Back in high school, we saw The Cabinet of Dr. Caligari for the first time in the somewhat dubious “Christian Values in Film” class. The verdict: The Cabinet of Dr. Caligari has no Christian values. But the Caligari we saw back then is rather different from the one we saw earlier this week, a 4K digital restoration from the original camera negative by the Friedrich Murnau Foundation and with a fresh new score by John Zorn. This sparkling Caligari is now the only way to see this truly frightening work, one of the most influential horror films of all time. You can find elements of Paul Wegener’s The Golem, James Whale’s Frankenstein and The Bride of Frankenstein, and Todd Browning’s Dracula — all three of which followed this truly seminal film — in this twisted, unsettling psychological thriller of murder and mayhem involving the mysterious Dr. Caligari (Werner Krauss) and the creepy somnambulist he controls, Cesare (Casablanca’s Conrad Veidt), who predicts the future and eerily walks in his sleep. The tale is told in a frame story by Francis (Friedrich Fehér), who, like his best friend, Alan (Hans Heinrich von Twardowski), is in love with Jane (Lil Dagover). The only problem is that Cesare might have a thing for her as well.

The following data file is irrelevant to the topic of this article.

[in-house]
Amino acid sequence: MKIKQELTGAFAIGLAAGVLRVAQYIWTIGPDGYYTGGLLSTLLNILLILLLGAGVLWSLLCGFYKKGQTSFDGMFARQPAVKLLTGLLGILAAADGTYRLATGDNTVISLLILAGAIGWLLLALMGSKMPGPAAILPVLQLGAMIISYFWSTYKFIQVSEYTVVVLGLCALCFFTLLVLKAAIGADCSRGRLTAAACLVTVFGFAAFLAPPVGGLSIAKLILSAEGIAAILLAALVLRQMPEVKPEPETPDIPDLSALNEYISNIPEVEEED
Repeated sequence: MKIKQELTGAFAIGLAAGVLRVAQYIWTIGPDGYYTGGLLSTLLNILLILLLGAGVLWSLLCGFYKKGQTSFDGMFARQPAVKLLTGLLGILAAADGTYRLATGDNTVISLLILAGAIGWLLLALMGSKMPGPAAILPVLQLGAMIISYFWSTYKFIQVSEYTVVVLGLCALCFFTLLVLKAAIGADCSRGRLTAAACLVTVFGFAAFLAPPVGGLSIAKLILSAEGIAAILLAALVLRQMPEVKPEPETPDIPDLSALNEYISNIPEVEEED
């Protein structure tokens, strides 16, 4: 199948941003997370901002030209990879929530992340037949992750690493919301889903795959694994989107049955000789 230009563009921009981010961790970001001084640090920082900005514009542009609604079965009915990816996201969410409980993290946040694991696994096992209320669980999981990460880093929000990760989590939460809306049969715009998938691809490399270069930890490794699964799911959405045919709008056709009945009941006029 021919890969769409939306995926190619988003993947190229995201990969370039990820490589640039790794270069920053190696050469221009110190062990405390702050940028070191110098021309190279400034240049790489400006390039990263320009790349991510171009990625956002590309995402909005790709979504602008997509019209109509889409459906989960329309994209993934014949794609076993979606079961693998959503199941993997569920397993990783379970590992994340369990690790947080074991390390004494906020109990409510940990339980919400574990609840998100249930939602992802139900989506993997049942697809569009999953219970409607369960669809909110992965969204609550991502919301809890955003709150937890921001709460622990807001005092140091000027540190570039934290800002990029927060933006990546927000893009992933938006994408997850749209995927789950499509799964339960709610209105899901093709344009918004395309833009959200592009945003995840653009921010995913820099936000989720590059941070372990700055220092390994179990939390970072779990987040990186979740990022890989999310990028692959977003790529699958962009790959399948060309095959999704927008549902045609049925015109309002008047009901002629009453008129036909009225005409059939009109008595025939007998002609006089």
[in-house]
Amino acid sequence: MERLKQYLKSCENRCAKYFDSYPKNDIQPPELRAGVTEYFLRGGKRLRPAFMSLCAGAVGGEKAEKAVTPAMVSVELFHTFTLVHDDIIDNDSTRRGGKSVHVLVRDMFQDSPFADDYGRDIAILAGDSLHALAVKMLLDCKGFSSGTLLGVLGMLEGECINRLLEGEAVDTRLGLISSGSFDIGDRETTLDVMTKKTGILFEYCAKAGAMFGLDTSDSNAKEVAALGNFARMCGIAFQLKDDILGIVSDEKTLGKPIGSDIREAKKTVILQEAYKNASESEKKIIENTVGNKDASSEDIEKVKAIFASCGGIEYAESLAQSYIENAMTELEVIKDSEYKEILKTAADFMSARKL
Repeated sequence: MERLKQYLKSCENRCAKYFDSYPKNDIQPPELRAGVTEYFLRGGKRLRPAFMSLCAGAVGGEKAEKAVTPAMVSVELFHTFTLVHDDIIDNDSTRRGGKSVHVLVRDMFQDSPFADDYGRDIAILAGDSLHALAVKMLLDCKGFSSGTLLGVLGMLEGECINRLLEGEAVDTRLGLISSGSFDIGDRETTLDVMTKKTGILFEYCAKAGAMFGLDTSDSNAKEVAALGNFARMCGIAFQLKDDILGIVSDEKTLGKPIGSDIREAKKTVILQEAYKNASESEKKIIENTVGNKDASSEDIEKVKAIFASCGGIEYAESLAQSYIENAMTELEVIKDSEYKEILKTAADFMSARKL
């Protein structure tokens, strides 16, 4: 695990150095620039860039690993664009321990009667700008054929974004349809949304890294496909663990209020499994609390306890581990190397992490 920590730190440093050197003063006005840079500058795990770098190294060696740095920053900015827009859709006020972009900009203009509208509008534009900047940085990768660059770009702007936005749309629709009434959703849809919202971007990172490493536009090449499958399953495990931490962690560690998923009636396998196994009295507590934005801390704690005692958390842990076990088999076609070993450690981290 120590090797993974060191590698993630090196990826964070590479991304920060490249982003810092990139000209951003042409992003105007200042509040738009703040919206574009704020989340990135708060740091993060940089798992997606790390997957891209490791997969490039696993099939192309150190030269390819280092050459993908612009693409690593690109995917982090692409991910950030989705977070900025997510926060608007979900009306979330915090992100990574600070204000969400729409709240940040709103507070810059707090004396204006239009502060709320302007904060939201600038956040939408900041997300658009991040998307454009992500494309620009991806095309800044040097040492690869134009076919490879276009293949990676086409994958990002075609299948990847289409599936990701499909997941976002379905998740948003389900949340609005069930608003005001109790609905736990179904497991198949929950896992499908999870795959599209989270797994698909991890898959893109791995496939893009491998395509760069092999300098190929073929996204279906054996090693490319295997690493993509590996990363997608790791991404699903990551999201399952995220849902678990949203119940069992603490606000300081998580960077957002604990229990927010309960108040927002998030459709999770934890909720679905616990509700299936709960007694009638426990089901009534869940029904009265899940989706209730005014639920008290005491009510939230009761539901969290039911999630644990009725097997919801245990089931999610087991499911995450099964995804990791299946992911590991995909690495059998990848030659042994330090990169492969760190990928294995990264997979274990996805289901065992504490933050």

A masterpiece that set high the bar for German Expressionism, The Cabinet of Dr. Caligari might have been shocking when it debuted in 1920, but it’s still shocking today, like nothing you’ve ever seen, with one of the most memorable, enigmatic villains ever put on celluloid. It’s not a traditional silent black-and-white film, instead tinted in blue and gold, with intertitles exploding in a wild green font. The sets, by Hermann Warm, Walter Reimann, and Walter Röhrig, are sharply slanted, with crazy angles and perspectives and backdrops that include unmoving shadows painted right on them; they’re obviously fake and very fragile, adding yet more levels of weirdness. Written by Hans Janowitz and Carl Mayer, photographed by Willy Hameister (irising in and out, occasionally at the same time), and directed by Robert Wiene (Raskolnikov, Der Rosenkavalier), The Cabinet of Dr. Caligari is thick with an ominous, sinister atmosphere that is sheer pleasure; you’ll find yourself smiling at the beauty of it all even as you tense up at the hair-raising proceedings. It is that rare film that works as historical document as well as pure entertainment, a treat for cinema enthusiasts and horror fans alike, especially when the twist ending turns everything inside out and upside down. The Cabinet of Dr. Caligari will be scaring audiences for a week at Film Forum beginning on Halloween, Christian values or not.